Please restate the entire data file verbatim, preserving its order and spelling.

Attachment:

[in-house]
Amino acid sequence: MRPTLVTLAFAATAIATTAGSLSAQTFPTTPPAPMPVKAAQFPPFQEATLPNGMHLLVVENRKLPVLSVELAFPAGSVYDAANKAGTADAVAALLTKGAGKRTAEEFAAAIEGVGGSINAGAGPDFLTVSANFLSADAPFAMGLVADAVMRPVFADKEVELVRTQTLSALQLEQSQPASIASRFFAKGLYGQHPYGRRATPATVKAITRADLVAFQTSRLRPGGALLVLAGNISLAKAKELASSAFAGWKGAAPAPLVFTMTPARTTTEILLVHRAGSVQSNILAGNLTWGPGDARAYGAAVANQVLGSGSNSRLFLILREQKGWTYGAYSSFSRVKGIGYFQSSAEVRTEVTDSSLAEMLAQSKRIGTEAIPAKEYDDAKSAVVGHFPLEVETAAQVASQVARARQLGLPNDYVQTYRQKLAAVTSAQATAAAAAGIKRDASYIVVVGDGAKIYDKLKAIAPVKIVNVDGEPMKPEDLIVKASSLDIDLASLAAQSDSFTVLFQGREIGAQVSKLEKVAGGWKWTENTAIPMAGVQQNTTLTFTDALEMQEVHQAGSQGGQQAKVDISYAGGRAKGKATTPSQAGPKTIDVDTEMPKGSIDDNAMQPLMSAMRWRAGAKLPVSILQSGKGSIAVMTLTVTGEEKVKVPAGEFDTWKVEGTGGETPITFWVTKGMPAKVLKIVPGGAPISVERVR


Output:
[in-house]
Amino acid sequence: MRPTLVTLAFAATAIATTAGSLSAQTFPTTPPAPMPVKAAQFPPFQEATLPNGMHLLVVENRKLPVLSVELAFPAGSVYDAANKAGTADAVAALLTKGAGKRTAEEFAAAIEGVGGSINAGAGPDFLTVSANFLSADAPFAMGLVADAVMRPVFADKEVELVRTQTLSALQLEQSQPASIASRFFAKGLYGQHPYGRRATPATVKAITRADLVAFQTSRLRPGGALLVLAGNISLAKAKELASSAFAGWKGAAPAPLVFTMTPARTTTEILLVHRAGSVQSNILAGNLTWGPGDARAYGAAVANQVLGSGSNSRLFLILREQKGWTYGAYSSFSRVKGIGYFQSSAEVRTEVTDSSLAEMLAQSKRIGTEAIPAKEYDDAKSAVVGHFPLEVETAAQVASQVARARQLGLPNDYVQTYRQKLAAVTSAQATAAAAAGIKRDASYIVVVGDGAKIYDKLKAIAPVKIVNVDGEPMKPEDLIVKASSLDIDLASLAAQSDSFTVLFQGREIGAQVSKLEKVAGGWKWTENTAIPMAGVQQNTTLTFTDALEMQEVHQAGSQGGQQAKVDISYAGGRAKGKATTPSQAGPKTIDVDTEMPKGSIDDNAMQPLMSAMRWRAGAKLPVSILQSGKGSIAVMTLTVTGEEKVKVPAGEFDTWKVEGTGGETPITFWVTKGMPAKVLKIVPGGAPISVERVR